We thank Emmet County’s Finest
This week marks the 58th year of honoring heroes for National Police Week. It’s a collaborative effort among the National Law Enforcement Officers Memorial Fund, the Fraternal Order of Police and its Auxiliary, and Concerns of Police Survivors. National Police Week pays special recognition to those law enforcement officers who have lost their lives in the line of duty for the safety and protection of others.
Due to COVID-19, the annual memorial service and walk for fallen officers in Washington, DC was cancelled.
Monday starts a virtual version of the National Police Survivors Conference and C.O.P.S. Kids/Teens, which allows surviving family and co-workers opportunities to learn about grief and coping and build connections.
In 1962, President John F. Kennedy signed a proclamation which designated May 15 as Peace Officers Memorial Day and the week in which that date falls as Police Week. Currently, tens of thousands of law enforcement officers from around the world converge on Washington, DC to participate in a number of planned events which honor those that have paid the ultimate sacrifice.
The Memorial Service began in 1982 as a gathering in Senate Park of approximately 120 survivors and supporters of law enforcement. Decades later, the event, more commonly known as National Police Week, has grown to a series of events which attracts thousands of survivors and law enforcement officers to our Nation’s Capital each year.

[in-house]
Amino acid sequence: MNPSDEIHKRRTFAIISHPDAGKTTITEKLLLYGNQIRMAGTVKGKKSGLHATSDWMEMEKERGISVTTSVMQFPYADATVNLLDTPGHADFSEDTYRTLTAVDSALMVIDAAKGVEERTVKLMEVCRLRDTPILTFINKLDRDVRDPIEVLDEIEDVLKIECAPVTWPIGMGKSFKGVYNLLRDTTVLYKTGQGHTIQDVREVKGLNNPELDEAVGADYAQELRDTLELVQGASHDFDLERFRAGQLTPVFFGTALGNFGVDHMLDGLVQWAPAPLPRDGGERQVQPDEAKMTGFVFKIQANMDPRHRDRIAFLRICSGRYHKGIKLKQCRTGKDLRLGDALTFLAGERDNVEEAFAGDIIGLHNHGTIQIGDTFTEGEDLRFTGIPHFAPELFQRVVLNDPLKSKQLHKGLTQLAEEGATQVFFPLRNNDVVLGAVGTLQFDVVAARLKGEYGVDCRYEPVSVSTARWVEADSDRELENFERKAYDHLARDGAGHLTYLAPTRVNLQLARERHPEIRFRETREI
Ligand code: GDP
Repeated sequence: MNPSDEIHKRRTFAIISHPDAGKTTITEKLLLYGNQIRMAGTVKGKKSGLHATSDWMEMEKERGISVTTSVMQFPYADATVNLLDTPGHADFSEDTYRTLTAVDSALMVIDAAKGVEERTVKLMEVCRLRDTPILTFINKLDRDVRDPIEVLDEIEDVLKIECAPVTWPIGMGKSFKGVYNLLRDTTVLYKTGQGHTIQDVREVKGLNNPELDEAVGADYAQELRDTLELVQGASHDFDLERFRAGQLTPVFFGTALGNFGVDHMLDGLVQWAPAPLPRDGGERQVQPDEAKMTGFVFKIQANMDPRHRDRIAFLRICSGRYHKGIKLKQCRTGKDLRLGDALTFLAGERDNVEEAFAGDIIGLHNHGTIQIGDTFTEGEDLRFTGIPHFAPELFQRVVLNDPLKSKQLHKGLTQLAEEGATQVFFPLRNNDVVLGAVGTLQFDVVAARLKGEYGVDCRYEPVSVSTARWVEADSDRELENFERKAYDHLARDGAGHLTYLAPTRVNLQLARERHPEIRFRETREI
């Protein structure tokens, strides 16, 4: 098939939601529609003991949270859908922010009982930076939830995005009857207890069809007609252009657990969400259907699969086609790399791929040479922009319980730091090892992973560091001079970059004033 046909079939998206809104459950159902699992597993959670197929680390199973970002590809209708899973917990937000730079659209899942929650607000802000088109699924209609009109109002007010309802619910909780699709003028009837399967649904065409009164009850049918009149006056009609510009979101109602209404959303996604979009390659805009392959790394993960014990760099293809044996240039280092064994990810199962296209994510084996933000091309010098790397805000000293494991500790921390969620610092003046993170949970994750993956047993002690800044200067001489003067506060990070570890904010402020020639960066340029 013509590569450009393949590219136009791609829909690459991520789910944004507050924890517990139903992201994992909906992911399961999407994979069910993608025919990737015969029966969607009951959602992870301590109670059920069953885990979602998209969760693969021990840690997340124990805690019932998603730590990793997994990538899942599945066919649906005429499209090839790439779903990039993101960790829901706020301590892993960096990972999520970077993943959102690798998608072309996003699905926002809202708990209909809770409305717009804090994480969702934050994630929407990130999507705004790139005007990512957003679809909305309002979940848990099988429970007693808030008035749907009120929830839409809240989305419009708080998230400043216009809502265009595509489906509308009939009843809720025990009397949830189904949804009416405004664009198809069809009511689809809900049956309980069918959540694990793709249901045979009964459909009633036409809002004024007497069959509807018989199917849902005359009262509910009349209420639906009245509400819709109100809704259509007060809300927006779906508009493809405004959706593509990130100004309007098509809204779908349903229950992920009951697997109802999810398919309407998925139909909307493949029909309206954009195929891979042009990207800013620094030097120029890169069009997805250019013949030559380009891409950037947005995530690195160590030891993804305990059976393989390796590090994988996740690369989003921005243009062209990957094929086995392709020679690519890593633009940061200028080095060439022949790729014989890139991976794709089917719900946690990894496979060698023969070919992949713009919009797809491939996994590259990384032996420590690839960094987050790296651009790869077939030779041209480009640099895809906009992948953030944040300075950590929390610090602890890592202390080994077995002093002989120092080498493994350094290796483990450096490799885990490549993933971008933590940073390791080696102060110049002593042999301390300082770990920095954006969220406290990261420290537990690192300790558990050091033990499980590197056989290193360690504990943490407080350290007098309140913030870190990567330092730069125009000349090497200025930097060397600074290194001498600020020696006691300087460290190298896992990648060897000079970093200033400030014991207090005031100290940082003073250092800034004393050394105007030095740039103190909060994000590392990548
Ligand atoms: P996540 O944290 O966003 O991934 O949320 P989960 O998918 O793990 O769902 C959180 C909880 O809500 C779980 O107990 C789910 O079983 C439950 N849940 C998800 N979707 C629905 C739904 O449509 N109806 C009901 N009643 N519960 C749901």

The National Peace Officers Memorial Service, which is sponsored by the Grand Lodge of the Fraternal Order of Police, is one in a series of events which includes the Candlelight Vigil, which is sponsored by the National Law Enforcement Officers Memorial Fund (NLEOMF) and seminars sponsored by Concerns of Police Survivors (C.O.P.S.)
National Police Week draws in between 25,000 to 40,000 attendees. The attendees come from departments throughout the United States as well as from agencies throughout the world. This provides a unique opportunity to meet others who work in law enforcement. In that spirit, the Fraternal Order of Police DC Lodge #1 sponsors receptions each afternoon and evening during Police Week. These events are open to all law enforcement personnel and are an experience unlike any other.
Blue ribbons tied to car antennas serve as a reminder to the public that many law enforcement officers have paid the ultimate price and given their lives in the line of duty. It also honors the officers who, day and night, stand guard in our communities.
Here in Emmet County, our officers protect the public and investigate crime. In a small population, rural environment, they must sometimes have the tough challenge of arresting someone they know, and the tougher challenge of approaching a vehicle not knowing what to expect.
We are grateful for the opportunity to thank our local police officers for their sacrifices and hard work.